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Selection for stress responsiveness and slaughter stress affect flesh quality in pan-size rainbow trout, Oncorhynchus mykiss

Lefevre, Florence; Cos, Isabelle; Pottinger, Tom G.; Bugeon, Jérôme. 2016 Selection for stress responsiveness and slaughter stress affect flesh quality in pan-size rainbow trout, Oncorhynchus mykiss. Aquaculture, 464. 654-664. https://doi.org/10.1016/j.aquaculture.2016.07.039

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Abstract/Summary

The control of slaughter stress is of importance with regard to both fish welfare and flesh quality. Muscle characteristics and instrumentally measured quality parameters were determined in rainbow trout lines selected for high-responsiveness (HR) or low-responsiveness (LR) of plasma cortisol to an acute confinement stressor. Measurements were made in both unstressed and stressed fish (a 15 min period of confinement before slaughter) from both lines. Compared to LR fish, HR fish were smaller, had a slightly higher condition factor, lower fat-meter-values, and higher carcass yield. No difference between the lines was observed for muscle pH, both at slaughter and at 72h post-mortem (pm). Fillets from HR fish had a lower muscle dry matter content and had higher lightness (L*) value for raw fillet. Fillet redness (a*) was lower for fish from the HR line for both raw fillet at slaughter and 72h pm, and for cooked fillets. Fillet firmness was higher for fish from the HR line for raw fillet, but lower after cooking. Both white and red muscle fibers of HR fish were smaller than those in LR fish and HR fish had a thicker red muscle than LR fish. Imposition of an acute confinement stressor before slaughter induced a differential plasma cortisol response in the HR and LR fish. Pre-slaughter stress also lowered muscle initial pH, lowered red muscle mean diameter, and reduced raw fillet mechanical resistance, but increased cooked fillet firmness and had no effect on fillet color. Almost no interaction between selection line and pre-slaughter stress effects was observed showing that slaughter stress had similar consequences in both lines. Overall, the HR/LR trout model gave new insights in the comprehension of trout flesh quality and showed that the level of plasma cortisol response did not affect the impact of slaughter stress on fillet quality.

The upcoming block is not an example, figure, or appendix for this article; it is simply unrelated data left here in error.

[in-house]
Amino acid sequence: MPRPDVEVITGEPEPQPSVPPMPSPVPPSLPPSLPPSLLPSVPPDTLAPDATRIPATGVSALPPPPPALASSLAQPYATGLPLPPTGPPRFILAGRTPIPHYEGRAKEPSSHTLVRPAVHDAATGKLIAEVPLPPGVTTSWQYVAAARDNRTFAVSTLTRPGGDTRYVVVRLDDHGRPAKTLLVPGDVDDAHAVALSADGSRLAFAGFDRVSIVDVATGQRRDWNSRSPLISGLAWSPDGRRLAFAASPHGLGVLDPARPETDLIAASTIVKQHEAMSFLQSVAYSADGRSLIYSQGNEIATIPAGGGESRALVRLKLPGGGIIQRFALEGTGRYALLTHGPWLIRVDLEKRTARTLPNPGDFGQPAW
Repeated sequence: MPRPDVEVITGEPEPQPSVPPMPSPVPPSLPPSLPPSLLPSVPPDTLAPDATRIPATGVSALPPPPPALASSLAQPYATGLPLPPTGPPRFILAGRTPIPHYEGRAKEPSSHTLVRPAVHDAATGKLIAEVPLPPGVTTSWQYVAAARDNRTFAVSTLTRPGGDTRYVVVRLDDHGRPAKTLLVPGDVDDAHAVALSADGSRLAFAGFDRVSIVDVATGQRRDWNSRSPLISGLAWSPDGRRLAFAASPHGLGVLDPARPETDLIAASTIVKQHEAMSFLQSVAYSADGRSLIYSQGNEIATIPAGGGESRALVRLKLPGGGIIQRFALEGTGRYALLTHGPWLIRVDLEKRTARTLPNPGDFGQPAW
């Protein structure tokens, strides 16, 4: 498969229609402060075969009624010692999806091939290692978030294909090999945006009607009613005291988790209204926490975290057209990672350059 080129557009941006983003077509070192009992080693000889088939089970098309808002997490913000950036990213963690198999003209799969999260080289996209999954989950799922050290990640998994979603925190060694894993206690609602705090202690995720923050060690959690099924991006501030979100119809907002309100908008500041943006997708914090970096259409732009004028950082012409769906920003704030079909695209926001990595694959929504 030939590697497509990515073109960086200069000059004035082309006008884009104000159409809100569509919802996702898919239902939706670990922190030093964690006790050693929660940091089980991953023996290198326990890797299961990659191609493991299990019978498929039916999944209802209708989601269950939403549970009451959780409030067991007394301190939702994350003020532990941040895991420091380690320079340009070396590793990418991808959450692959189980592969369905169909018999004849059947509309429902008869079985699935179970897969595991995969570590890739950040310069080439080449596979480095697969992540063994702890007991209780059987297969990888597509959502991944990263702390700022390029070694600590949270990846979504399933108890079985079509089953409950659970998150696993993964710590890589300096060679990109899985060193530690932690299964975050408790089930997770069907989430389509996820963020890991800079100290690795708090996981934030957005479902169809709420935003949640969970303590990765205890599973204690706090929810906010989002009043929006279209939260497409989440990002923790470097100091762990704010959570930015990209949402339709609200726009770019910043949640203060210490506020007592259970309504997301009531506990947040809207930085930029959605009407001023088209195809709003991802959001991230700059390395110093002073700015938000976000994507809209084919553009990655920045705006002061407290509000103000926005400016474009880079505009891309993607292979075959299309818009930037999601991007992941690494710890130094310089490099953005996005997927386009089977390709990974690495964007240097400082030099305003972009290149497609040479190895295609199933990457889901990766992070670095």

Item Type: Publication - Article
Digital Object Identifier (DOI): https://doi.org/10.1016/j.aquaculture.2016.07.039
CEH Sections/Science Areas: Parr
ISSN: 0044-8486
Additional Keywords: flesh quality, stress, muscle fiber, texture, cortisol
NORA Subject Terms: Zoology
Biology and Microbiology
Date made live: 15 Aug 2016 10:06 +0 (UTC)
URI: http://nora.nerc.ac.uk/id/eprint/512350

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